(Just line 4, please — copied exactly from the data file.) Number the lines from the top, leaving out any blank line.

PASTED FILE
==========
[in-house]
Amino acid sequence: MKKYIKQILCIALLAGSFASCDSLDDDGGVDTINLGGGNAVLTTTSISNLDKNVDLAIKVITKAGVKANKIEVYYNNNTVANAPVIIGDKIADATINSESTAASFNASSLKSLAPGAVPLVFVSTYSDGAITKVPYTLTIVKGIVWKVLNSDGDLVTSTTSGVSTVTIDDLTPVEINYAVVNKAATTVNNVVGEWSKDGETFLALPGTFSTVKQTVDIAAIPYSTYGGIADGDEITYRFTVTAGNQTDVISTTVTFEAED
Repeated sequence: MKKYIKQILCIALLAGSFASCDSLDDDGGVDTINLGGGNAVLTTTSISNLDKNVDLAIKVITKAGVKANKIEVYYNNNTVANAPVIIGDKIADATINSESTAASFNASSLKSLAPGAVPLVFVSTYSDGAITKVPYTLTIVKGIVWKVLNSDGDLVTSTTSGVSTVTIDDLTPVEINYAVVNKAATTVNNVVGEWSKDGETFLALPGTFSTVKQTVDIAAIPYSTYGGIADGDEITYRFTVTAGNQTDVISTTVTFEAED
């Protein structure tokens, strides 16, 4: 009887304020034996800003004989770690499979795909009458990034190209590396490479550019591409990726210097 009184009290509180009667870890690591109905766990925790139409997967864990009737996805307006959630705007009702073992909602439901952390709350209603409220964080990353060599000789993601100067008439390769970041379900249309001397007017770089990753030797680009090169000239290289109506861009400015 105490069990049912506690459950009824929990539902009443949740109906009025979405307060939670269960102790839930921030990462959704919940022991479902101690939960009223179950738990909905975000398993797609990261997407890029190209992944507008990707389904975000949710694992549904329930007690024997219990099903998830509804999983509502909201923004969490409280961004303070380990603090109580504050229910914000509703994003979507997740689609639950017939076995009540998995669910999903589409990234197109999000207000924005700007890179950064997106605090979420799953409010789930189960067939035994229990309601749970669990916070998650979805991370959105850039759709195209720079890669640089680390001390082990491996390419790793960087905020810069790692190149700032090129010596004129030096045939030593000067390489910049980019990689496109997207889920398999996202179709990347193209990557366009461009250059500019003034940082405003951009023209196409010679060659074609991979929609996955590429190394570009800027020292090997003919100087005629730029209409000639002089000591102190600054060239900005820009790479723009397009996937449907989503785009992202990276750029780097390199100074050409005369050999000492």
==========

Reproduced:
């Protein structure tokens, strides 16, 4: 009887304020034996800003004989770690499979795909009458990034190209590396490479550019591409990726210097 009184009290509180009667870890690591109905766990925790139409997967864990009737996805307006959630705007009702073992909602439901952390709350209603409220964080990353060599000789993601100067008439390769970041379900249309001397007017770089990753030797680009090169000239290289109506861009400015 105490069990049912506690459950009824929990539902009443949740109906009025979405307060939670269960102790839930921030990462959704919940022991479902101690939960009223179950738990909905975000398993797609990261997407890029190209992944507008990707389904975000949710694992549904329930007690024997219990099903998830509804999983509502909201923004969490409280961004303070380990603090109580504050229910914000509703994003979507997740689609639950017939076995009540998995669910999903589409990234197109999000207000924005700007890179950064997106605090979420799953409010789930189960067939035994229990309601749970669990916070998650979805991370959105850039759709195209720079890669640089680390001390082990491996390419790793960087905020810069790692190149700032090129010596004129030096045939030593000067390489910049980019990689496109997207889920398999996202179709990347193209990557366009461009250059500019003034940082405003951009023209196409010679060659074609991979929609996955590429190394570009800027020292090997003919100087005629730029209409000639002089000591102190600054060239900005820009790479723009397009996937449907989503785009992202990276750029780097390199100074050409005369050999000492």